* History
    * Doctrine

What is the Orthodox Church?

The Orthodox Church is the original Christian Church founded by Jesus and continued by his Apostles. It is the same Church described in the Bible as the Body of Christ and the Bride of Christ (1 Corinthians 12 : 27; Ephesians 5 : 23–25). Throughout its 2000-year history Orthodox Christianity has remained faithful to the teachings and practices passed on from the Apostles and early Church Fathers (2 Thessalonians 2 : 15).

 

A Timeline of Church History

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Articles on Orthodoxy

The following articles on Orthodoxy are from the book, These Truths We Hold - The Holy Orthodox Church: Her Life and Teachings, published by and available from Saint Tikhon's Seminary Press:

 

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Recent Weekly Bulletin

March 13, 2022


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Upcoming Events

Confession schedule can be found in the bulletin OR by clicking here: Monthly Calendar For those who are hesitant to worship in person, Fr. David is available to meet with you, either at home or in church, to participate in the Sacraments of Holy Confession and Communion. Please email or call Fr. David to set up an appointment.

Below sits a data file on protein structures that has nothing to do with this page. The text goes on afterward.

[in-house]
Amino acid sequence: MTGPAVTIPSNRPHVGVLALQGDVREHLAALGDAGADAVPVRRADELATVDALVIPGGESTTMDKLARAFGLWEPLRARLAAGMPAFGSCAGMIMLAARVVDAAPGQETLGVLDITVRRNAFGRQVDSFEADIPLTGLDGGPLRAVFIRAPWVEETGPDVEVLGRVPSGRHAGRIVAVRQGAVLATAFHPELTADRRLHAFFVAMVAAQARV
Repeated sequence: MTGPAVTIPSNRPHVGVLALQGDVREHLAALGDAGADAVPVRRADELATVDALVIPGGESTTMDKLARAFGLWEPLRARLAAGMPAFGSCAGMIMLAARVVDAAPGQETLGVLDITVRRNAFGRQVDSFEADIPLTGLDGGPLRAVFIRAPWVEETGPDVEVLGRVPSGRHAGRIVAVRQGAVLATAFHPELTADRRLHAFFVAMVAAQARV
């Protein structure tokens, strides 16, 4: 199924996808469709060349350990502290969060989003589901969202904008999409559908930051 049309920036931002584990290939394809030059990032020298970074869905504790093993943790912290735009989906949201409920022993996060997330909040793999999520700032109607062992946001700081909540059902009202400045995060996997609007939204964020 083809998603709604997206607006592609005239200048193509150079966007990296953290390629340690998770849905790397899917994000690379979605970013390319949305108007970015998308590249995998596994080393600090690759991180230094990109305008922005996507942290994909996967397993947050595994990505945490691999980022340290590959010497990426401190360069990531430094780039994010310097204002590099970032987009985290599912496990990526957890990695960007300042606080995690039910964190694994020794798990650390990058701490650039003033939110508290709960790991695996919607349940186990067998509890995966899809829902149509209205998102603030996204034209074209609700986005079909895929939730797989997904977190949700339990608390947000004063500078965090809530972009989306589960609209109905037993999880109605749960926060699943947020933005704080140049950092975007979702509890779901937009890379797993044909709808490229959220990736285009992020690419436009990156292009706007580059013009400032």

In the church vestibule are two paper Christmas trees that herald this year's Giving Tree Ministry - our annual opportunity to share holiday joy with financially strapped seminarians and their families. You are invited to take several ornament tags, and purchase the presents. Remember to affix the tag to the present. All items must be in by Sunday, November 27th. Thanks for your love, support and generosity.
 
The St. Nicholas Day pagaent will be presented by the Church School on Sunday December 4th, following Liturgy. Anyone interested in lending a hand should see Karen Berezniak or Basil Kozak. Yolka Practice will take place in the hall this Saturday, Dec. 3rd at 4:00PM. (NOTE: There will be an expanded Coffee Hour hosted by the St. Anne's Guild and it is rumored that even St. Nicholas himself will make an appearance.
 
Plan ahead for the Holidays! A Christmas Kolachi Sale  is being held by the Senior R Club. Poppy, apricot, nut and prune rolls are available for $18.00 each. The deadline for ordering is Sunday, November 20th with a delivery date of  Friday, December 9th. Call Carol Deerson at (732) 254-4979.